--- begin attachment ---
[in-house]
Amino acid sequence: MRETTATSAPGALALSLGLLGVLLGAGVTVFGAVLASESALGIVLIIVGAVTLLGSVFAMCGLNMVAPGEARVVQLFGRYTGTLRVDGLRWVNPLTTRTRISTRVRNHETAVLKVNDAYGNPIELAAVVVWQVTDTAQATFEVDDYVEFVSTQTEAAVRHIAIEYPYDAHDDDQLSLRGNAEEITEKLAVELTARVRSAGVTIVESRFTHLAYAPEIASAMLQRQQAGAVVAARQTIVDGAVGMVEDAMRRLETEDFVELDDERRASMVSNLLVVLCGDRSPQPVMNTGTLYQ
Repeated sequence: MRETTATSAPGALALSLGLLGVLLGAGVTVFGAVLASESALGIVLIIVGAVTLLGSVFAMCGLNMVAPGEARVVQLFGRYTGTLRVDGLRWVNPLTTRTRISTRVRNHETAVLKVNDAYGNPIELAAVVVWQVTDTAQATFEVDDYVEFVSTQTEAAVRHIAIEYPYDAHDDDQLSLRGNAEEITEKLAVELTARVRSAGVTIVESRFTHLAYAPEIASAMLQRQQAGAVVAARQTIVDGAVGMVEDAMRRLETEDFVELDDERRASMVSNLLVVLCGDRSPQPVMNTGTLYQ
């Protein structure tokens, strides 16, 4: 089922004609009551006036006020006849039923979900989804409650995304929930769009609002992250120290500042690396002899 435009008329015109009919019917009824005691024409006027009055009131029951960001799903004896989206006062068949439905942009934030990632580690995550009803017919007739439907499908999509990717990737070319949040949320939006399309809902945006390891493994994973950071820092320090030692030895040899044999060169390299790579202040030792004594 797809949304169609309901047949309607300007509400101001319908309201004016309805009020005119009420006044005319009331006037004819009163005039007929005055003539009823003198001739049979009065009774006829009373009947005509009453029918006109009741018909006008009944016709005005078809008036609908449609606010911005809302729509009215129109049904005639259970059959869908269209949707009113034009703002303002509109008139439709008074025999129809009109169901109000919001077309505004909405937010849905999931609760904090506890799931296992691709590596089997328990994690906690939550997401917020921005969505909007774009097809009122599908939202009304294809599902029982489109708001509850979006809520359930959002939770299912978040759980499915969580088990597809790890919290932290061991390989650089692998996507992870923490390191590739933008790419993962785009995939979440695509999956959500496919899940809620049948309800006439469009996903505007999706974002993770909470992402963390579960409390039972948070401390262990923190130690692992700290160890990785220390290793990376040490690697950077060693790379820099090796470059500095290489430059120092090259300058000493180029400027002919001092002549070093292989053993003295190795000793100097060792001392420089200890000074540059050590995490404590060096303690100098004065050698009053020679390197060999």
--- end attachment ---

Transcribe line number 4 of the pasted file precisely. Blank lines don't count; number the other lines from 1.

């Protein structure tokens, strides 16, 4: 089922004609009551006036006020006849039923979900989804409650995304929930769009609002992250120290500042690396002899 435009008329015109009919019917009824005691024409006027009055009131029951960001799903004896989206006062068949439905942009934030990632580690995550009803017919007739439907499908999509990717990737070319949040949320939006399309809902945006390891493994994973950071820092320090030692030895040899044999060169390299790579202040030792004594 797809949304169609309901047949309607300007509400101001319908309201004016309805009020005119009420006044005319009331006037004819009163005039007929005055003539009823003198001739049979009065009774006829009373009947005509009453029918006109009741018909006008009944016709005005078809008036609908449609606010911005809302729509009215129109049904005639259970059959869908269209949707009113034009703002303002509109008139439709008074025999129809009109169901109000919001077309505004909405937010849905999931609760904090506890799931296992691709590596089997328990994690906690939550997401917020921005969505909007774009097809009122599908939202009304294809599902029982489109708001509850979006809520359930959002939770299912978040759980499915969580088990597809790890919290932290061991390989650089692998996507992870923490390191590739933008790419993962785009995939979440695509999956959500496919899940809620049948309800006439469009996903505007999706974002993770909470992402963390579960409390039972948070401390262990923190130690692992700290160890990785220390290793990376040490690697950077060693790379820099090796470059500095290489430059120092090259300058000493180029400027002919001092002549070093292989053993003295190795000793100097060792001392420089200890000074540059050590995490404590060096303690100098004065050698009053020679390197060999």